(7a)  
(7b) 
and
As observed in [5], the map is a contraction for a fixed under a certain weighted maxnorm
for an appropriate weight vector
, .Iii Main Result
We state our main theorem in this section, after setting up the notation and assumptions. The assumptions are specifically geared for the SSP Qlearning applications in Section IIB, as will become apparent.
Consider the coupled iteration
(8)  
(9) 
for . Here:

is the ‘Markov noise’ taking values in a finite state space , i.e.,
where for each , is the transition probability of an irreducible Markov chain on with unique stationary distribution . We assume that the map is Lipschitz, i.e., for some ,
By Cramer’s theorem, is a rational function of with a nonvaishing denominator, so the map is similarly Lipschitz, i.e., for some ,
See Appendix B, [4] for some bounds on .

is, for each , an valued martingale difference sequence parametrized by , with respect to the increasing family of fields , . That is,
(10) where is the zero vector. We also assume the componentwise bound: for some ,
(11) 
satisfies
(12) for some . By the contraction mapping theorem, this implies that has a unique fixed point (i.e., ). We assume that is independent of , i.e., there exists a such that
(13) We also assume that the map is Lipschitz (w.l.o.g., uniformly in and ). Let the common Lipschitz constant be , i.e.,
We assume that is concave piecewise linear and decreasing in . Furthermore, is assumed to satisfy
(14) 
Moreover, we assume that is Lipschitz with Lipchitz constant : for all
(15) 
is a sequence of stepsizes satisfying
(16) and is assumed to be eventually nonincreasing, i.e., there exists such that . Since , there exists such that for all .^{1}^{1}1Observe that we do not require the classical squaresummability condition in stochastic approximation, viz., . This is because the contractive nature of our iterates gives us an additional handle on errors by putting less weight on past errors. A similar effect was observed in [4]. We further assume that . So, for all for some and . We also assume that there exists such that , i.e., for all for some and . Larger values of and and smaller values of improve the main result presented below. The role this assumption plays in our bounds will become clear later. Define , i.e., , is nonincreasing after and . Also, it is assumed that the sequence i.e., .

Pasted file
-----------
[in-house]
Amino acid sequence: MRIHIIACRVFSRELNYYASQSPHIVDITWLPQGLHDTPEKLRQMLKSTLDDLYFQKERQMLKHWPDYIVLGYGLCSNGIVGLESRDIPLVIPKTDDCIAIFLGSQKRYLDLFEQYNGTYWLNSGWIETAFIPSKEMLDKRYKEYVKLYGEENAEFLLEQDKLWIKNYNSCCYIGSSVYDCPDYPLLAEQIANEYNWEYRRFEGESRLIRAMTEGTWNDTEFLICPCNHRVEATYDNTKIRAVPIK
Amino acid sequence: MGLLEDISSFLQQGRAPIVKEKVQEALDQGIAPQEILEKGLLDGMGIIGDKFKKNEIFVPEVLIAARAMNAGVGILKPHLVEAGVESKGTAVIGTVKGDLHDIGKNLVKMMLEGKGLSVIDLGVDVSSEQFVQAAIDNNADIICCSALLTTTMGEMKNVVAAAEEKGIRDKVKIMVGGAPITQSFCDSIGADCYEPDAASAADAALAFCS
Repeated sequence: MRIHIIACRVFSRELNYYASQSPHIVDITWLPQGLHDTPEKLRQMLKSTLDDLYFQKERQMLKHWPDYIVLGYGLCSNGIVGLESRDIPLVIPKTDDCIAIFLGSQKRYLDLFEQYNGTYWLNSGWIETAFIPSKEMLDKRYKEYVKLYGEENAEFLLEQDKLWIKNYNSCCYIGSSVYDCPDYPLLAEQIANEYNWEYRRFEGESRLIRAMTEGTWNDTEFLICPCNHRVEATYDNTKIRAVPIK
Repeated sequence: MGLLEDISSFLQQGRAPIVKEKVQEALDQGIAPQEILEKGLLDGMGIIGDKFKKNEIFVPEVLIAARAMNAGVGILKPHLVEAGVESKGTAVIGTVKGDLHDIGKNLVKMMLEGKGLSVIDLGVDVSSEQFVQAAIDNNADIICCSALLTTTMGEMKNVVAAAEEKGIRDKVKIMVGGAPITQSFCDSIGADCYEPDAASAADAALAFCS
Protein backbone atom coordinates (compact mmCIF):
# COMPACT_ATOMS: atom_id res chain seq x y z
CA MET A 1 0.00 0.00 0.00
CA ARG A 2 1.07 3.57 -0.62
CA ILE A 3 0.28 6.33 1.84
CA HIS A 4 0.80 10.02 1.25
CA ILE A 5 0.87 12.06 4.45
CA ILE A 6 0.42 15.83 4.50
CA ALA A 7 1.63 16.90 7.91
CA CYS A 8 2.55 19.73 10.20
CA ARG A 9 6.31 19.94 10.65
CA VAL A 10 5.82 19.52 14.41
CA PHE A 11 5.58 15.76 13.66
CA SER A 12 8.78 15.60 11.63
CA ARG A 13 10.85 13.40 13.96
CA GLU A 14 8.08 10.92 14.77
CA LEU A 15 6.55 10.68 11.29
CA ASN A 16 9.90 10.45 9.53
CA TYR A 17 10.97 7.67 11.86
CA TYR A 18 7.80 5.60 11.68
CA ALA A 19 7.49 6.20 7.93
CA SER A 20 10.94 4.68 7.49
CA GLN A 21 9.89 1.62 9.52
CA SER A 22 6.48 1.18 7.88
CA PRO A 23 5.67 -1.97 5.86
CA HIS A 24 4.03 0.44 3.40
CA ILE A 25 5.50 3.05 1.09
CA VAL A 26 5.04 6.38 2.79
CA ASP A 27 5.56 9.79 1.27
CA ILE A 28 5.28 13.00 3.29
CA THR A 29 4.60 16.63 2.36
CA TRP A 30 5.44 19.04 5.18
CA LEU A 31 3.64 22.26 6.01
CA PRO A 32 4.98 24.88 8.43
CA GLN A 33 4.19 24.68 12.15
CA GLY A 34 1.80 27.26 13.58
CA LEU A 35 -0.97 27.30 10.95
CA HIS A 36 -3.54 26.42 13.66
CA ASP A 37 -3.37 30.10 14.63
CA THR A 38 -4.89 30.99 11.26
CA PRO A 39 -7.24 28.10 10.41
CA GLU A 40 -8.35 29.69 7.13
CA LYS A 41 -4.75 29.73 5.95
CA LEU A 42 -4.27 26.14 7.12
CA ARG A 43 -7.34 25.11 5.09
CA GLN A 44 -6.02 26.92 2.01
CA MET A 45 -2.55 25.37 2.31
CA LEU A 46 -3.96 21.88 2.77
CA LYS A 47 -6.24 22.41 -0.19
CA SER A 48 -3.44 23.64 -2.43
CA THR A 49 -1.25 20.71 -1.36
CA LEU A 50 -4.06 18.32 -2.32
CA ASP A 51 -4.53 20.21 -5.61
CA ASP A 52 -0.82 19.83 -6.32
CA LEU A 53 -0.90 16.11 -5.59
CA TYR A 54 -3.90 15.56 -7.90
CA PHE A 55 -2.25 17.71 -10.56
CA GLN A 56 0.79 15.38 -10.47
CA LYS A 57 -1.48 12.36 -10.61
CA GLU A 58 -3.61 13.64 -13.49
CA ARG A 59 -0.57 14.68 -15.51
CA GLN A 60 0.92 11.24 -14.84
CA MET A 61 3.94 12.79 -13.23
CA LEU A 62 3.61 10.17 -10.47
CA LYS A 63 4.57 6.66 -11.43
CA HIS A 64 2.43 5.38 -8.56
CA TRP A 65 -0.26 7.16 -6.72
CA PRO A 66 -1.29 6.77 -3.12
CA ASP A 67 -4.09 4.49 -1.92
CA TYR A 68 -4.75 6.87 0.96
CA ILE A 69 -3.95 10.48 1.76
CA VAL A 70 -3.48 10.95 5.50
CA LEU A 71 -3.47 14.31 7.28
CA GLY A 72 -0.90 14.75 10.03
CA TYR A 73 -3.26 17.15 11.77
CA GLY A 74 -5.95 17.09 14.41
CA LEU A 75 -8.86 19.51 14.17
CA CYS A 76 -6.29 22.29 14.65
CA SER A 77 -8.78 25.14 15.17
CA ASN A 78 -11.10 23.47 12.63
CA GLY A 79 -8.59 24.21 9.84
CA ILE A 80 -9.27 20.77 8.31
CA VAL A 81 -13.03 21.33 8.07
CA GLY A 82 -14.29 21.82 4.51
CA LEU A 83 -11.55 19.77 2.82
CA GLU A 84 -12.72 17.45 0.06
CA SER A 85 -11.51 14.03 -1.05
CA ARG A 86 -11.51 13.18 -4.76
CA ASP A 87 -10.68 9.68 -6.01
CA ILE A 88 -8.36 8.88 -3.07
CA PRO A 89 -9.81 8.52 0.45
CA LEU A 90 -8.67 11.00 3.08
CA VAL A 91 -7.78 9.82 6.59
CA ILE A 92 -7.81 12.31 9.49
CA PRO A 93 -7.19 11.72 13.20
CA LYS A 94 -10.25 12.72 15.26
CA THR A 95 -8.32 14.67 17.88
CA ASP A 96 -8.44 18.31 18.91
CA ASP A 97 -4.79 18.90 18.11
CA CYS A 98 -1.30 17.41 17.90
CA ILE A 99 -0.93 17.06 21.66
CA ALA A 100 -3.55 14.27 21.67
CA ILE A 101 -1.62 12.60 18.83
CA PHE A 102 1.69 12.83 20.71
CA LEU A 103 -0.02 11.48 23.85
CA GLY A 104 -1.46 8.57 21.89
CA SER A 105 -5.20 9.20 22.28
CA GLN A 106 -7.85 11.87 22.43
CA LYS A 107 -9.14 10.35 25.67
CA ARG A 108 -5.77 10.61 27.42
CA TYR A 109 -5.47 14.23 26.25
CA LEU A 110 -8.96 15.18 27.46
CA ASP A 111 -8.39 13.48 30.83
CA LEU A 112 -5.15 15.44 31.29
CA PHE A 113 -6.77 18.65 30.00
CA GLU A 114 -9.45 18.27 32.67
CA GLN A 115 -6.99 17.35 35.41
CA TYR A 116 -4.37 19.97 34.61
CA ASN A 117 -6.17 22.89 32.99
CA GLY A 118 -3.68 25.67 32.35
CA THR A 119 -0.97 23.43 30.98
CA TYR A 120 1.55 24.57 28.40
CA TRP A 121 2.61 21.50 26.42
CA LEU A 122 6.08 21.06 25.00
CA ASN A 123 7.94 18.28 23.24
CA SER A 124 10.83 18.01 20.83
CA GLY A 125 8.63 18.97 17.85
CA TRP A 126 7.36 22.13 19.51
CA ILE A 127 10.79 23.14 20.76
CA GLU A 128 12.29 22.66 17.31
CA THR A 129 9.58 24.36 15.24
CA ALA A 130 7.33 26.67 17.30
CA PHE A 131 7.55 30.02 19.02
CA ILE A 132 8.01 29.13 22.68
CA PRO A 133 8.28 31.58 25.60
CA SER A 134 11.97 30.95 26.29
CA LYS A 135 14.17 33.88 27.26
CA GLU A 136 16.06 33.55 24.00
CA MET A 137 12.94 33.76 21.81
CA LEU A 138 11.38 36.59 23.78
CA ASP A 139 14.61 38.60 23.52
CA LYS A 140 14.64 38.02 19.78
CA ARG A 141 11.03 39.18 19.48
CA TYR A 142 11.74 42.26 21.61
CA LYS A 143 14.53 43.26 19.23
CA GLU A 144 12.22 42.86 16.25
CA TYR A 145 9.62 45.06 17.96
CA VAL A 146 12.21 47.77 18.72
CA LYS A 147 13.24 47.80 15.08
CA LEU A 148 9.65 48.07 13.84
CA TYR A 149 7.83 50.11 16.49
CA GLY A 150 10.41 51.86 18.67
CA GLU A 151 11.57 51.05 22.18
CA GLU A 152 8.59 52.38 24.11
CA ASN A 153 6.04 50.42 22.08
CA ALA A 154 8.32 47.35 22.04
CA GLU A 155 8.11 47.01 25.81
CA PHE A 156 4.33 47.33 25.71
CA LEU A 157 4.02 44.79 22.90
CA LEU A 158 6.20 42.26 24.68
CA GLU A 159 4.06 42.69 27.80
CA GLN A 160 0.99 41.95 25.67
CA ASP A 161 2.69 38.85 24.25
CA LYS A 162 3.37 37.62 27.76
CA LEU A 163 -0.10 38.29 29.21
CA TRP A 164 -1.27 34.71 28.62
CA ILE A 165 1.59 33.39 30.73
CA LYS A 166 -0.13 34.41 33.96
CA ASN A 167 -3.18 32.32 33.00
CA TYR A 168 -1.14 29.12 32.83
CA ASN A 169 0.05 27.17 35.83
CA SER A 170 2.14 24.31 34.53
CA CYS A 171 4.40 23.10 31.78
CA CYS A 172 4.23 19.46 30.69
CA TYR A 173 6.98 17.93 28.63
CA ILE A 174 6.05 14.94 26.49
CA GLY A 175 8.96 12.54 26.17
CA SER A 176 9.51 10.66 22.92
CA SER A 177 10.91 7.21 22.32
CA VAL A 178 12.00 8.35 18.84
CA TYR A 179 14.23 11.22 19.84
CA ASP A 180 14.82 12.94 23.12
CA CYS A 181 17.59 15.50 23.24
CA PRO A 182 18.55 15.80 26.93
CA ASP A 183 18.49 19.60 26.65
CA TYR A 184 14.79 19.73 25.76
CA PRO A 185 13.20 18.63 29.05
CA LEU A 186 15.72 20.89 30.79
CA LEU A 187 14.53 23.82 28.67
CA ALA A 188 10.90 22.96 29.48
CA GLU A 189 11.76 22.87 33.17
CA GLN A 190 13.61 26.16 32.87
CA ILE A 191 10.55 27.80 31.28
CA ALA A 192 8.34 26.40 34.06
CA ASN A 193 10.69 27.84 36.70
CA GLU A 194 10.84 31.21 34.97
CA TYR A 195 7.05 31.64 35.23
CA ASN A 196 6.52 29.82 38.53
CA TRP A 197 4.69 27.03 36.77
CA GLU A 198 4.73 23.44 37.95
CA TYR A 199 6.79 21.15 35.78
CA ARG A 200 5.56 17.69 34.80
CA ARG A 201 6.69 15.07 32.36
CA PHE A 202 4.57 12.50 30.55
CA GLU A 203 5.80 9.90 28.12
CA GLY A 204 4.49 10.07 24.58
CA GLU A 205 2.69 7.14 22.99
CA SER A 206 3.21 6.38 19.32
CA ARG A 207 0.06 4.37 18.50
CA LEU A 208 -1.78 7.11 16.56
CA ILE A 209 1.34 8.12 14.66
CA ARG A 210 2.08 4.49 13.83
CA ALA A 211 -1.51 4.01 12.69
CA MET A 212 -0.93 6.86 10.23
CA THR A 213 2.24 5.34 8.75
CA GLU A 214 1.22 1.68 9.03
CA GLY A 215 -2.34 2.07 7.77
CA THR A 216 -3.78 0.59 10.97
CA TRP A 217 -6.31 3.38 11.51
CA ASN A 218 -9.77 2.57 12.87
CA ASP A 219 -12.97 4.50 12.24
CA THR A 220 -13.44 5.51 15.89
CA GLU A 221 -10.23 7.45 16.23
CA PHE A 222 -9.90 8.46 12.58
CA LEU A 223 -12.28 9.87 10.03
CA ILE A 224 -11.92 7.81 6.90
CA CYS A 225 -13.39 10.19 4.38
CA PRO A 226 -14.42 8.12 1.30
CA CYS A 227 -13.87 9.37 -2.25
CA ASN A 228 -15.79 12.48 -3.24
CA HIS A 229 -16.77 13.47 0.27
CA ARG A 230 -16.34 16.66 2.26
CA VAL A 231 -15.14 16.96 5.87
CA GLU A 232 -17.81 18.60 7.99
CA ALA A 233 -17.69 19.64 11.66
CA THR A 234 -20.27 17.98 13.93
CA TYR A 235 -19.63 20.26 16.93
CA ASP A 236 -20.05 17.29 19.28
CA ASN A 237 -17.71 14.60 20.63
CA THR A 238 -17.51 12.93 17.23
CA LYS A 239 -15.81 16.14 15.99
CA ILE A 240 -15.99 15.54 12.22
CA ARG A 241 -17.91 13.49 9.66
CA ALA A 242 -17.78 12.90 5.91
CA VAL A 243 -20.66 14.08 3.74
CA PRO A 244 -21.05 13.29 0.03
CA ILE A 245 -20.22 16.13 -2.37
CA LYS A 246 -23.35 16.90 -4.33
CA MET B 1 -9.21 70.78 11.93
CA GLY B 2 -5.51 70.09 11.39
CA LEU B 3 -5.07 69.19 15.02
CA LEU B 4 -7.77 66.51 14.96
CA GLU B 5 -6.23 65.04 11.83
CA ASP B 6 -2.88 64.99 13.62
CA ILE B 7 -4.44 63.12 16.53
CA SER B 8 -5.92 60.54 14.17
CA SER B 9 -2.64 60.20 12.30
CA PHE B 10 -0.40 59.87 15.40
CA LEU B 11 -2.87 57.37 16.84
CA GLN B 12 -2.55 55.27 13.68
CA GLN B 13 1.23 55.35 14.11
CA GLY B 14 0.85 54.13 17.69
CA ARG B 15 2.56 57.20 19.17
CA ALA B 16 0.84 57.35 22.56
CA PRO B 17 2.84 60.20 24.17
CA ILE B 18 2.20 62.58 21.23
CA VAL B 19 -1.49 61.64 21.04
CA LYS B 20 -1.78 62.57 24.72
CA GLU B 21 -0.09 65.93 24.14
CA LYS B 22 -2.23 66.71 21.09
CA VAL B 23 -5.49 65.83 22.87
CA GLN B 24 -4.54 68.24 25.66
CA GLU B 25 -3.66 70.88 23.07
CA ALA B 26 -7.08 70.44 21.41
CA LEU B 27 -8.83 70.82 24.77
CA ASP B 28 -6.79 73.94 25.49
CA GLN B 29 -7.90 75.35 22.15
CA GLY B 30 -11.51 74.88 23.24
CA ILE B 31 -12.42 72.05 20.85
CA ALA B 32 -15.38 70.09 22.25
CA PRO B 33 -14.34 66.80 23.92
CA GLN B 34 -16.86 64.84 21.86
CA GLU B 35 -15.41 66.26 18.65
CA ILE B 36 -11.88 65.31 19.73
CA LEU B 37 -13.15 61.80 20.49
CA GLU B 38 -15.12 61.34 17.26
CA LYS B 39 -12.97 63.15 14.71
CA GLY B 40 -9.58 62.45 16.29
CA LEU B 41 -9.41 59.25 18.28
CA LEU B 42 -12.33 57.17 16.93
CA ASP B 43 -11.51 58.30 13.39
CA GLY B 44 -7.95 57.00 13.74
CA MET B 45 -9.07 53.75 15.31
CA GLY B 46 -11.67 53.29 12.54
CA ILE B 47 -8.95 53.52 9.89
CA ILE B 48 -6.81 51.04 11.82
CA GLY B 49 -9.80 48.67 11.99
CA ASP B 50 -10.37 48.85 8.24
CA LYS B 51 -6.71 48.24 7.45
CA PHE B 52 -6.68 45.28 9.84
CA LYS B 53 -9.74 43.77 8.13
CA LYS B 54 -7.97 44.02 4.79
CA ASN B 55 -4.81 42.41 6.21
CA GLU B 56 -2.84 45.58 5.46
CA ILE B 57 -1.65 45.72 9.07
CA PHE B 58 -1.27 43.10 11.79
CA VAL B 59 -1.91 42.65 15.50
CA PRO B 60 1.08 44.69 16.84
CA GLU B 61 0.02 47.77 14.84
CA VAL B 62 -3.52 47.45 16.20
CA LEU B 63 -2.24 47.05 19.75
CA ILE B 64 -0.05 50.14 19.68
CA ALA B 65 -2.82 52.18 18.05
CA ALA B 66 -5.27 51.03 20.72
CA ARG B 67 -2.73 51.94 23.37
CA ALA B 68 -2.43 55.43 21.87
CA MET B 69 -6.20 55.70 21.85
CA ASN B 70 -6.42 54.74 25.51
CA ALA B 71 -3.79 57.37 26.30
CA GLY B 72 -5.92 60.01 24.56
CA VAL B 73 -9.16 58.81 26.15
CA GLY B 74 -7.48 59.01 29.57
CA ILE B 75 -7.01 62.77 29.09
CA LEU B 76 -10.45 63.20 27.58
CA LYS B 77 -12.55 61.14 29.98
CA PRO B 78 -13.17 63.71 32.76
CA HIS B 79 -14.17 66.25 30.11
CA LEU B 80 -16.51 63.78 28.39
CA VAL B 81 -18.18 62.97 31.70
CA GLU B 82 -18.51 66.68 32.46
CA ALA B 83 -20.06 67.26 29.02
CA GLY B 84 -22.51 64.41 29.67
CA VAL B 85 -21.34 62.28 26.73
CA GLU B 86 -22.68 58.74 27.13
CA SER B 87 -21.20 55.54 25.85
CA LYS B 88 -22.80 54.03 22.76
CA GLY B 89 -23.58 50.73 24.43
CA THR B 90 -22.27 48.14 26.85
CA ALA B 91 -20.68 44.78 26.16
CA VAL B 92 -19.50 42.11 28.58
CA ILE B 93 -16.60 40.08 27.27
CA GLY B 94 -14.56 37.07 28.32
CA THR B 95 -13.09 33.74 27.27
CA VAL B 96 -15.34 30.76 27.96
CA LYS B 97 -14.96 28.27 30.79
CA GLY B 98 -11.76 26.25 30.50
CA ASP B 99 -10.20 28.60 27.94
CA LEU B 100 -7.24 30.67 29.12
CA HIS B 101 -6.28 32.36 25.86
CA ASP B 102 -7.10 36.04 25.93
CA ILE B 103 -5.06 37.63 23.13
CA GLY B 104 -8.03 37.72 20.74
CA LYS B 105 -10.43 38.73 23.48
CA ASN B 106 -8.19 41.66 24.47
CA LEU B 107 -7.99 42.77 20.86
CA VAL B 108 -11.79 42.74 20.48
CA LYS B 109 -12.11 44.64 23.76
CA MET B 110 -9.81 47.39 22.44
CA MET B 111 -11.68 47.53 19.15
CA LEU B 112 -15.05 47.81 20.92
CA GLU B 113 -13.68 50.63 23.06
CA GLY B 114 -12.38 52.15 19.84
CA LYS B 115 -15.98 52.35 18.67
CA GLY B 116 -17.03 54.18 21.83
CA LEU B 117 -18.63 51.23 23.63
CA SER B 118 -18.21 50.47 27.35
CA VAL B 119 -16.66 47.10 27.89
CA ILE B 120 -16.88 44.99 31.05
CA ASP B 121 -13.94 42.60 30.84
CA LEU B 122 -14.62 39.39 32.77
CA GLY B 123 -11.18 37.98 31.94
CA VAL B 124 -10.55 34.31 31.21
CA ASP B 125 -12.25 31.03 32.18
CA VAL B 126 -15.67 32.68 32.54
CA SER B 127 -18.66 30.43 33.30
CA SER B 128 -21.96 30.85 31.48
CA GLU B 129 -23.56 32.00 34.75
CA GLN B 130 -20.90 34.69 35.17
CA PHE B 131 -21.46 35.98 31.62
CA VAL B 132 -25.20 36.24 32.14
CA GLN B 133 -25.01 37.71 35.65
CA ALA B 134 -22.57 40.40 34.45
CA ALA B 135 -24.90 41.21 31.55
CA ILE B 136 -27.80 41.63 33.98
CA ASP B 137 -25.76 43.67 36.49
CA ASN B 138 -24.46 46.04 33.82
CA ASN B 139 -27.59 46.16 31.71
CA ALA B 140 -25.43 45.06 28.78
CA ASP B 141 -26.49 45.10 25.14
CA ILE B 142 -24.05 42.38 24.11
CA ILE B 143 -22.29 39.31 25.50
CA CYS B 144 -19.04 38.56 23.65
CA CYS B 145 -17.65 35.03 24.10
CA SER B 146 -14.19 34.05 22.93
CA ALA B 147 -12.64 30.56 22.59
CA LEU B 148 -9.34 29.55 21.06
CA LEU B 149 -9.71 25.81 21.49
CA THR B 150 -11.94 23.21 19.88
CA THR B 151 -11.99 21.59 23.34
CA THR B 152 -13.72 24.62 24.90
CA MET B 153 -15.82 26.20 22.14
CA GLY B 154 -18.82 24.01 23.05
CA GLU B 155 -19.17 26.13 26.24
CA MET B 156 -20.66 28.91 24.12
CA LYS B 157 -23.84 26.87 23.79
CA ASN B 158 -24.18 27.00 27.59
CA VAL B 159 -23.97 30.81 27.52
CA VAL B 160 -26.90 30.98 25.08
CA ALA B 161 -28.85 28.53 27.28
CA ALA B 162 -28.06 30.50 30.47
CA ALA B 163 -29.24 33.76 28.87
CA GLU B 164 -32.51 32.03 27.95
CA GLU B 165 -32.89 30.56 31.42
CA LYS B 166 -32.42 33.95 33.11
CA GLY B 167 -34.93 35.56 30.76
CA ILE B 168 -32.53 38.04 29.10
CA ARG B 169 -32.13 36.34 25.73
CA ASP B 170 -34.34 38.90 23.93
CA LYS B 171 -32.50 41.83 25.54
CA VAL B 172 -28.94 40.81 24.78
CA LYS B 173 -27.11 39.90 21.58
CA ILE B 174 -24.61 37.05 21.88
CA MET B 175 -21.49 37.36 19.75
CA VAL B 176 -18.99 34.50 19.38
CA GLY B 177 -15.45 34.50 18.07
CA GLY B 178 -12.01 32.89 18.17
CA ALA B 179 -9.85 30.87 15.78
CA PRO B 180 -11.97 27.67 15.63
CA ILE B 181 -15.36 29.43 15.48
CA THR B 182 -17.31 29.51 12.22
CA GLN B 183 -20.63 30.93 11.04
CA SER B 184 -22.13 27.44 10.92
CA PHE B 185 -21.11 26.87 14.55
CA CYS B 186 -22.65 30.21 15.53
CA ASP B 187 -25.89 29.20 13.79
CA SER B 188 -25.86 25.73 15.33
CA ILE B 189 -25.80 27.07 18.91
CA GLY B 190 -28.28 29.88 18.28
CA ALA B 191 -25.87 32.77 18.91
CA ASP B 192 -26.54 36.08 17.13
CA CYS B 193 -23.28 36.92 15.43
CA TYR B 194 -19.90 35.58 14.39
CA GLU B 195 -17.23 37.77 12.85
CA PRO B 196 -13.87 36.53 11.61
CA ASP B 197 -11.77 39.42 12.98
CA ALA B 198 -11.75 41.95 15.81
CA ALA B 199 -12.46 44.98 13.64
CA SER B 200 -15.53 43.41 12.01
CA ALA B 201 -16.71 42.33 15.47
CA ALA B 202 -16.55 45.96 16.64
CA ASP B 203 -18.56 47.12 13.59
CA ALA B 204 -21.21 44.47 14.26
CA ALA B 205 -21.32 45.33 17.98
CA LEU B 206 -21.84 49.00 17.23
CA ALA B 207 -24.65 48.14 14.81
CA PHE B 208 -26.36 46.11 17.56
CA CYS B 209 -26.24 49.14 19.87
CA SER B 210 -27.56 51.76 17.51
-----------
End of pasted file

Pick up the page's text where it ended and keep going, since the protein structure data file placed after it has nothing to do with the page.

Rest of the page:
For , we further define:
Our main result is a follows:
Theorem 1
(a) Let . Then there exist finite positive constants , , and , depending on , such that for , and , the inequality
(17) 
holds with probability exceeding
(18)  
(19) 
(b) There exist finite constants , and an large enough such that for , the inequality
(20) 
holds with probability exceeding
(21)  
(22) 
Iv Proof
We begin with a lemma adapted from [4].
Lemma 1
a.s.
Using (14), we have
For , define if and otherwise. Note that, since , for all . Then
Now . Suppose
(23) 
for some . Then,
By induction, (23) holds for all , which completes the proof of Lemma 1.
Iva Concentration bound for the first iteration
Define and for :
(24)  
(25) 
We use the following theorem adapted from [4], which gives a concentration inequality for the stochastic approximation algorithm with Markov noise.
Theorem 2
Let . Then there exist finite constants , depending on , such that for , and , the inequality
(26) 
holds with probability exceeding
(27)  
(28) 
Since , we have
(29) 
Since the map is piecewise linear and concave decreasing, and therefore so is the map . By (III) and (13), we have the following lemma,
Lemma 2
From the definition of , we have
We have suppressed the subscript of , which irrelevant by virtue of (13). Let denote the standard basis vectors. Then the r.h.s. in the above can be written as
Thus we finally have
which leads us to the claim that
where .
To get a bound on we use the nonexpansive property of the projection operator as follows
where we use the fact that . Combining the above inequalities, we get
(30) 
Thus,
(31) 
where . Since is bounded by Lemma 1, . Iterating (31) for , we get,
(32)  
(33) 
where, and . The summation in last term can be bounded as
(34) 
where . Note that for any ,
and hence
This implies that
(35) 
Hence
(36) 
Combining the above,
(37)  
IvB Concentration bound for the second iteration
The second iteration is given by
(38) 
Let . Subtracting from both sides, we get:
(39) 
Since the map is concave decreasing and piecewise linear, we have for some finite constant such that
Replace by and by . Since :
Thus,